Golden West Bench Recreation Use and Wildlife Habitat Study

Posted on
Posted in:  Golden Branch

Wildsight Golden is working in collaboration with local recreation groups to develop a study that focuses on the intensity of recreational land use and potential cumulative effects on wildlife and their habitat along the west bench of the Columbia River in the Dogtooth Range. The objective is to develop a better understanding of our current recreation “footprint” in this area and help us to avoid compromising the distribution and sustainability of wildlife populations or the integrity of their habitats over the long term.

The west bench north and south of Golden has become an increasingly popular destination for outdoor recreation in recent years. The main access road up onto the bench leads to the all-season Kicking Horse Mountain Resort, a center for alpine snow sports, including back country ski touring, downhill mountain biking, hiking and sightseeing. Residential development at the resort is growing and attracting more people to enjoy this spectacular area.

All along the benchlands trail networks are expanding for cross country mountain biking, hiking, Nordic skiing, snowmobiling, off-road motorbiking and ATV’s. Heli-skiing tenures have been in place for many years, offering some of the best powder skiing in the world. Heli-hiking and biking is encouraging easier access to the alpine zone and off-trail exploration in summer. Recreation sites at the few small lakes are becoming much busier for camping, boating, and swimming. It’s a happening place!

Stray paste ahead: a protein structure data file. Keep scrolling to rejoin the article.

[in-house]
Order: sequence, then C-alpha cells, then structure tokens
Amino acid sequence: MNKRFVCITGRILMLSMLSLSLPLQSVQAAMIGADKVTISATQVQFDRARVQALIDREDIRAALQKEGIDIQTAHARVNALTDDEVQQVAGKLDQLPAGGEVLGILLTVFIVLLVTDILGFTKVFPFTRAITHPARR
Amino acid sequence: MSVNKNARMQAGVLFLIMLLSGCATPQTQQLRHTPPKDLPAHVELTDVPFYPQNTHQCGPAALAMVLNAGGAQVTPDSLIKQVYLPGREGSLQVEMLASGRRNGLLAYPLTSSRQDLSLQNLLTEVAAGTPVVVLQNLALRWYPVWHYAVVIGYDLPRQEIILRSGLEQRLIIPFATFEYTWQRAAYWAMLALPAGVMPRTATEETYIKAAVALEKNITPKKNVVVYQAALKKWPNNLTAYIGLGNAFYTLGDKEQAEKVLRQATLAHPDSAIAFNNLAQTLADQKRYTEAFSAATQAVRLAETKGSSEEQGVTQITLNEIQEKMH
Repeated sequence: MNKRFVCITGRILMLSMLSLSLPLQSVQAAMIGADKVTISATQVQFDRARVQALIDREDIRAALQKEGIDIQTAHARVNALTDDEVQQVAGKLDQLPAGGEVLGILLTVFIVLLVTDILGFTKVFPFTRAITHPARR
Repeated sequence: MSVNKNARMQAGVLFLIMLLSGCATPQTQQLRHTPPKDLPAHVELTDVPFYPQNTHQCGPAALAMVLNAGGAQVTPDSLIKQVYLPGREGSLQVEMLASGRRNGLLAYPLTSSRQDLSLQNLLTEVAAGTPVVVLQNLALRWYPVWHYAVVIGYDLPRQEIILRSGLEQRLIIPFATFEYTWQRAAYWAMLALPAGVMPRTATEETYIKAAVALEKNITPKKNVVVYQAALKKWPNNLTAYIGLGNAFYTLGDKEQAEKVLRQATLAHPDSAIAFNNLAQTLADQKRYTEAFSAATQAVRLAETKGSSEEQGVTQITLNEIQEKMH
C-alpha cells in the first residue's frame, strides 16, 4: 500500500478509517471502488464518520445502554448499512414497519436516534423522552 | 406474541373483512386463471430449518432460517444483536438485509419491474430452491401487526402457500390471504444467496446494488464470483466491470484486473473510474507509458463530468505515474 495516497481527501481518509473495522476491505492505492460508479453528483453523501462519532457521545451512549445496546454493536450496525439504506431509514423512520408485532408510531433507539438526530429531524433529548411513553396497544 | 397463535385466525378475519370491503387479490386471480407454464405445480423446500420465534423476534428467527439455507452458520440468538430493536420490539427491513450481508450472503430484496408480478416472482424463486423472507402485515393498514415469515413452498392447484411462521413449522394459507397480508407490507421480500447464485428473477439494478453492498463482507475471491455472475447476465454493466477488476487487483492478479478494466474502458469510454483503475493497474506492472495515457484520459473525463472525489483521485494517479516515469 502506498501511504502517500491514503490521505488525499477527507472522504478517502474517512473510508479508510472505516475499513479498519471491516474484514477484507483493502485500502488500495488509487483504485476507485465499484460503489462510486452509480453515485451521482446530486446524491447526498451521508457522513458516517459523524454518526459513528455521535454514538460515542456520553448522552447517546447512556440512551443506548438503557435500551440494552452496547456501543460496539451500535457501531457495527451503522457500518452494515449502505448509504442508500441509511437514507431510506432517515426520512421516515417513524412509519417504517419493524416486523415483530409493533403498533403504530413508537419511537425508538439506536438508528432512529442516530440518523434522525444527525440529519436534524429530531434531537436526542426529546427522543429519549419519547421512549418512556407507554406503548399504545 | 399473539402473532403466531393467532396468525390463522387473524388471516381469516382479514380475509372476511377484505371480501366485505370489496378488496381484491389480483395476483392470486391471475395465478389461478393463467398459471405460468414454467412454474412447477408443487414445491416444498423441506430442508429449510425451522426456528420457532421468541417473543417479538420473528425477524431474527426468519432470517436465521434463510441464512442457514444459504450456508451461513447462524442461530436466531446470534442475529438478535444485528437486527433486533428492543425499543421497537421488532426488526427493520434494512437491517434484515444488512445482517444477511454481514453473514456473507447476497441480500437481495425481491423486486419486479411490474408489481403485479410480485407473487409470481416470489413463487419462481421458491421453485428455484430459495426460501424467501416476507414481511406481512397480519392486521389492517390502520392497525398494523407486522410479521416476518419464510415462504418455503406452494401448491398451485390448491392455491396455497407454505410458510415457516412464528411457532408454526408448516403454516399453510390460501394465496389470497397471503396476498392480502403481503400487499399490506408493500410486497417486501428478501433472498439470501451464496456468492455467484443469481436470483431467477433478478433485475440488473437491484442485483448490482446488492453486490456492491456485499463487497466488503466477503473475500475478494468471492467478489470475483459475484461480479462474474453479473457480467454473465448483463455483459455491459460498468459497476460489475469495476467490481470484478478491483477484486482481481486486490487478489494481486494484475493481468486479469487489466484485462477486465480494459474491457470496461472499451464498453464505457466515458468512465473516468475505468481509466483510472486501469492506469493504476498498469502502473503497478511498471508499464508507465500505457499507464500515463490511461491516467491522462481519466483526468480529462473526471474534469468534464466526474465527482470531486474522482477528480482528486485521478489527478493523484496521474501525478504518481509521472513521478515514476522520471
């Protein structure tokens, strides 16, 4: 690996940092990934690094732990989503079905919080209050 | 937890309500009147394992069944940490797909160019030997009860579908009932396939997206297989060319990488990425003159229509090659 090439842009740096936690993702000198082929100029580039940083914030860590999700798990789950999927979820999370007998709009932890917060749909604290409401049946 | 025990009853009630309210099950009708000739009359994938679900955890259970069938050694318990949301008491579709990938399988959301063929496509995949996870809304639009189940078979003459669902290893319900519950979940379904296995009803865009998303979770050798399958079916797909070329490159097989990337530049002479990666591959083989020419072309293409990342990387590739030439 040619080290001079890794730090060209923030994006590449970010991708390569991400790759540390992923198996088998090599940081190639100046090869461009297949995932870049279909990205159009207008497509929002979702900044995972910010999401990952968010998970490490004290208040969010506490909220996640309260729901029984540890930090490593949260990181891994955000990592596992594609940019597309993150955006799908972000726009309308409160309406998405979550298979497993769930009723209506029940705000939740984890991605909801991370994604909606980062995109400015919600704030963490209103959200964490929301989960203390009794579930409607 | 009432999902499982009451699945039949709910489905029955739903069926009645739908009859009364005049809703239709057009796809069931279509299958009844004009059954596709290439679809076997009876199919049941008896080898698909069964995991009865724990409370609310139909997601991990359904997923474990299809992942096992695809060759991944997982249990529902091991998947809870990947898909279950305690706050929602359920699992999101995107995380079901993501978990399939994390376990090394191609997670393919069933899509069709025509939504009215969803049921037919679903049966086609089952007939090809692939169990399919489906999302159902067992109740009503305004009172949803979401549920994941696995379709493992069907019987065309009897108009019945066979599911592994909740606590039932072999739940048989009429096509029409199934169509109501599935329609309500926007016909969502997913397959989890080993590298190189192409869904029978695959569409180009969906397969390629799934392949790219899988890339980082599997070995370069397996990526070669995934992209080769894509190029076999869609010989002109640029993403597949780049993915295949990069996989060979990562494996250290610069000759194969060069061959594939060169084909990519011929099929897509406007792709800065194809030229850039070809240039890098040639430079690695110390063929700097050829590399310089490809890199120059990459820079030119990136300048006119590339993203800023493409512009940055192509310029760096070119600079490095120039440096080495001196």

As is the case in so many other regions, increasing numbers of people can lead to conflict among various types of recreation land use that may be less compatible. A multi-sectorial planning process led by the Golden Backcountry Recreation Access Committee (GBRAC) has worked on developing zoning plans for motorized and non-motorized summer and winter recreation. Wildlife habitat values were considered broadly in the zoning designations. However, the cumulative effects of all human activity in the region are not well understood. Commercial forest harvesting also has a prominent influence on wildlife habitat.

Next steps towards managing our collective recreation impact in a way that protects wildlife will include compiling information in the intensity of our activities on the land. The effects of trail and road density on wide ranging species such as grizzly bear are becoming better understood through research in other areas. Factors such as location, how and when people use trails, and frequency of direct wildlife disturbance can all influence the actual effect on various species.

Continued protection of important wetland habitats along the west bench is also an important element of this work. We need to make sure that recreation trails are designed and used in a way that allows beaver colonies plenty of room to work their magic with wetlands.  

We are exploring opportunities to work in collaboration with the University of Northern British Columbia, the Yellowstone to Yukon Conservation Initiative, and Recreation Sites and Trails BC to map recreational activity on the west bench and investigate how species including grizzly bears, cougars, wolverines, mountain goats, moose use this landscape.